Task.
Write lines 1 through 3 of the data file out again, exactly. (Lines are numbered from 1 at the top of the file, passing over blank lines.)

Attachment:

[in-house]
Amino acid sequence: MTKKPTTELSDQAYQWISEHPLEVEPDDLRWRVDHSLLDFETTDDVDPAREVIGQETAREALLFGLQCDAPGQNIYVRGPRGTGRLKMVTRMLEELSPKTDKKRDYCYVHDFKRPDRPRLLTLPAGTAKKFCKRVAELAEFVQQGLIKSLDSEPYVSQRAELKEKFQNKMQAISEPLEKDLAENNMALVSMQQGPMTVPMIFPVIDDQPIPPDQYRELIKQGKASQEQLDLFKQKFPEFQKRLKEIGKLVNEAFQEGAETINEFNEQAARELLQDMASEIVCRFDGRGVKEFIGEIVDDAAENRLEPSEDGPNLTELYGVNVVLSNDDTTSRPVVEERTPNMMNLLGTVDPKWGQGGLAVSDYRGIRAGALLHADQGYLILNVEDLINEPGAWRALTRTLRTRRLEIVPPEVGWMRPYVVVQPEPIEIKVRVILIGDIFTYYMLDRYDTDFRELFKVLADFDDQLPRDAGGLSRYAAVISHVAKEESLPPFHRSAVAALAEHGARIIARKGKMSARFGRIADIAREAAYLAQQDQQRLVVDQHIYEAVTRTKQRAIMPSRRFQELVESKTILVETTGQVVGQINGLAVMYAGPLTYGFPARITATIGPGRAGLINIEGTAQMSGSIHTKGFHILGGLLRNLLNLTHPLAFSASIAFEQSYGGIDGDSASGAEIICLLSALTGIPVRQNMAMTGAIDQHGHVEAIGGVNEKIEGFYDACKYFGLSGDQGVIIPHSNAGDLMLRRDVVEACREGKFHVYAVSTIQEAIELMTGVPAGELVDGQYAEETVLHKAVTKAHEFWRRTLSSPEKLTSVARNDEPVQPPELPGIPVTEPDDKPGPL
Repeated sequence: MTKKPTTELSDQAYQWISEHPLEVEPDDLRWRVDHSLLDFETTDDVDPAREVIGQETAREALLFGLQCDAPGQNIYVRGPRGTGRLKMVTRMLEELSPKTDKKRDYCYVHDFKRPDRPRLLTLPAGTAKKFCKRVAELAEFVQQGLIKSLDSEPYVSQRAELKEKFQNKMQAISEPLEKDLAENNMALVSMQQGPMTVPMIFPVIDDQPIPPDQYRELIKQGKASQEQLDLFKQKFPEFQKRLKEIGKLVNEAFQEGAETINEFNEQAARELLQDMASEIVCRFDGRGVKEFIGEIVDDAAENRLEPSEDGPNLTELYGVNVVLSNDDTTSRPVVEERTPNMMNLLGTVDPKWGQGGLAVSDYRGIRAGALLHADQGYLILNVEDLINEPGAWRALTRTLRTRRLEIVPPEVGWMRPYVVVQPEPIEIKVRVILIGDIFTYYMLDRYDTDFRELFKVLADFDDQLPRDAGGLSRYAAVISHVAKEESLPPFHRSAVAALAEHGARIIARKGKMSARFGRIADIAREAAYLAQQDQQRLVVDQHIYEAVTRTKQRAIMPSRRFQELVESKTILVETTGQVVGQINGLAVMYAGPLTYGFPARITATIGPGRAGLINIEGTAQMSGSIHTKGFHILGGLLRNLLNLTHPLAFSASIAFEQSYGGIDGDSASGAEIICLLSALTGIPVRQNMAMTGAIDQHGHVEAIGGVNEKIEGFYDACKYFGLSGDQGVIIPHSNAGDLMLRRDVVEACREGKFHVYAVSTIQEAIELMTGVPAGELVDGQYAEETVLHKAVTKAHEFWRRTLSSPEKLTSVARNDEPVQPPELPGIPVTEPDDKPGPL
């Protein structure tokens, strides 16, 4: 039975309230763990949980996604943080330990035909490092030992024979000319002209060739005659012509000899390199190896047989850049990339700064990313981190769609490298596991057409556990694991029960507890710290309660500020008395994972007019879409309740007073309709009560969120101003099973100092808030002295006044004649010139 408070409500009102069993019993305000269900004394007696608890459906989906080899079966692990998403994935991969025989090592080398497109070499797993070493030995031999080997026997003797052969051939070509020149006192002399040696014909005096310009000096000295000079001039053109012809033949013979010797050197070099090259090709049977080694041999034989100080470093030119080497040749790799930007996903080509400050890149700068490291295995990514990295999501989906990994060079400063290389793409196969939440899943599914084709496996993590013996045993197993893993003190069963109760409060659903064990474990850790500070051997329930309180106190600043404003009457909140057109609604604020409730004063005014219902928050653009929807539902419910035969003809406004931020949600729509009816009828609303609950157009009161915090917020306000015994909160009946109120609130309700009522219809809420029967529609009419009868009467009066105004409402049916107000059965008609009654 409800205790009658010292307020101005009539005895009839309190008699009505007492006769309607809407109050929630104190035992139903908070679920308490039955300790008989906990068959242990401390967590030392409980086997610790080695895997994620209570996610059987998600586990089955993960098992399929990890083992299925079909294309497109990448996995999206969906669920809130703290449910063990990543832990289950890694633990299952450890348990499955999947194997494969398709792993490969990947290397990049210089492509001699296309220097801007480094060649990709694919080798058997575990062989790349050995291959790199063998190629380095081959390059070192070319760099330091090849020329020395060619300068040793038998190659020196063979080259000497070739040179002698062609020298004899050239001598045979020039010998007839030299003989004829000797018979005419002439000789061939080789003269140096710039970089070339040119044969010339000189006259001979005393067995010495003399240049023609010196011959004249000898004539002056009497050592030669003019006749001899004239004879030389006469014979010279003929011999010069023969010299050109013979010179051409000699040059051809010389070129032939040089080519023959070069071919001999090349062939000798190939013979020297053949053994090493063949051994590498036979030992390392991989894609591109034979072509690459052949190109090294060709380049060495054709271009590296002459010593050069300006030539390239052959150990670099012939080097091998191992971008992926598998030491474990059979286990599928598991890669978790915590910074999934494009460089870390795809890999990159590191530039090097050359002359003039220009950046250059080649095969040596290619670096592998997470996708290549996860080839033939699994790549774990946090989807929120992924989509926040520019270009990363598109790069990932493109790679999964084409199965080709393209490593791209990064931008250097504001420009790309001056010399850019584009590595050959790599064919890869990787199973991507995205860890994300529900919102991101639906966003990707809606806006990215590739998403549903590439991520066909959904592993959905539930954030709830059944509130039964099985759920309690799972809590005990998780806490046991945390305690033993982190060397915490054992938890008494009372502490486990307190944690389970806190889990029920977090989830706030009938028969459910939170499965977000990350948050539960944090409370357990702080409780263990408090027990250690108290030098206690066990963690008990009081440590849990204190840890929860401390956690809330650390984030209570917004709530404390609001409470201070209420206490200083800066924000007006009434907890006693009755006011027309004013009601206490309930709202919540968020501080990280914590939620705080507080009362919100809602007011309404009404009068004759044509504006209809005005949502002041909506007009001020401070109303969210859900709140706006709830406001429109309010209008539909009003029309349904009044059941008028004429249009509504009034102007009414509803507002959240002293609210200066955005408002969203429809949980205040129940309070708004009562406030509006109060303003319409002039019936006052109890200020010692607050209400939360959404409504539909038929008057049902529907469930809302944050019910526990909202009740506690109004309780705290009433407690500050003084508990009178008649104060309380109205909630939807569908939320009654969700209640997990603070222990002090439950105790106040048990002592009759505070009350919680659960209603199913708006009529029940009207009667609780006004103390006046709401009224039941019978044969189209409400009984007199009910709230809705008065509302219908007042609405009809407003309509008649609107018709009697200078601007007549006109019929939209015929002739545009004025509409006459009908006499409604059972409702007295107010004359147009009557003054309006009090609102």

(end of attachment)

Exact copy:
[in-house]
Amino acid sequence: MTKKPTTELSDQAYQWISEHPLEVEPDDLRWRVDHSLLDFETTDDVDPAREVIGQETAREALLFGLQCDAPGQNIYVRGPRGTGRLKMVTRMLEELSPKTDKKRDYCYVHDFKRPDRPRLLTLPAGTAKKFCKRVAELAEFVQQGLIKSLDSEPYVSQRAELKEKFQNKMQAISEPLEKDLAENNMALVSMQQGPMTVPMIFPVIDDQPIPPDQYRELIKQGKASQEQLDLFKQKFPEFQKRLKEIGKLVNEAFQEGAETINEFNEQAARELLQDMASEIVCRFDGRGVKEFIGEIVDDAAENRLEPSEDGPNLTELYGVNVVLSNDDTTSRPVVEERTPNMMNLLGTVDPKWGQGGLAVSDYRGIRAGALLHADQGYLILNVEDLINEPGAWRALTRTLRTRRLEIVPPEVGWMRPYVVVQPEPIEIKVRVILIGDIFTYYMLDRYDTDFRELFKVLADFDDQLPRDAGGLSRYAAVISHVAKEESLPPFHRSAVAALAEHGARIIARKGKMSARFGRIADIAREAAYLAQQDQQRLVVDQHIYEAVTRTKQRAIMPSRRFQELVESKTILVETTGQVVGQINGLAVMYAGPLTYGFPARITATIGPGRAGLINIEGTAQMSGSIHTKGFHILGGLLRNLLNLTHPLAFSASIAFEQSYGGIDGDSASGAEIICLLSALTGIPVRQNMAMTGAIDQHGHVEAIGGVNEKIEGFYDACKYFGLSGDQGVIIPHSNAGDLMLRRDVVEACREGKFHVYAVSTIQEAIELMTGVPAGELVDGQYAEETVLHKAVTKAHEFWRRTLSSPEKLTSVARNDEPVQPPELPGIPVTEPDDKPGPL
Repeated sequence: MTKKPTTELSDQAYQWISEHPLEVEPDDLRWRVDHSLLDFETTDDVDPAREVIGQETAREALLFGLQCDAPGQNIYVRGPRGTGRLKMVTRMLEELSPKTDKKRDYCYVHDFKRPDRPRLLTLPAGTAKKFCKRVAELAEFVQQGLIKSLDSEPYVSQRAELKEKFQNKMQAISEPLEKDLAENNMALVSMQQGPMTVPMIFPVIDDQPIPPDQYRELIKQGKASQEQLDLFKQKFPEFQKRLKEIGKLVNEAFQEGAETINEFNEQAARELLQDMASEIVCRFDGRGVKEFIGEIVDDAAENRLEPSEDGPNLTELYGVNVVLSNDDTTSRPVVEERTPNMMNLLGTVDPKWGQGGLAVSDYRGIRAGALLHADQGYLILNVEDLINEPGAWRALTRTLRTRRLEIVPPEVGWMRPYVVVQPEPIEIKVRVILIGDIFTYYMLDRYDTDFRELFKVLADFDDQLPRDAGGLSRYAAVISHVAKEESLPPFHRSAVAALAEHGARIIARKGKMSARFGRIADIAREAAYLAQQDQQRLVVDQHIYEAVTRTKQRAIMPSRRFQELVESKTILVETTGQVVGQINGLAVMYAGPLTYGFPARITATIGPGRAGLINIEGTAQMSGSIHTKGFHILGGLLRNLLNLTHPLAFSASIAFEQSYGGIDGDSASGAEIICLLSALTGIPVRQNMAMTGAIDQHGHVEAIGGVNEKIEGFYDACKYFGLSGDQGVIIPHSNAGDLMLRRDVVEACREGKFHVYAVSTIQEAIELMTGVPAGELVDGQYAEETVLHKAVTKAHEFWRRTLSSPEKLTSVARNDEPVQPPELPGIPVTEPDDKPGPL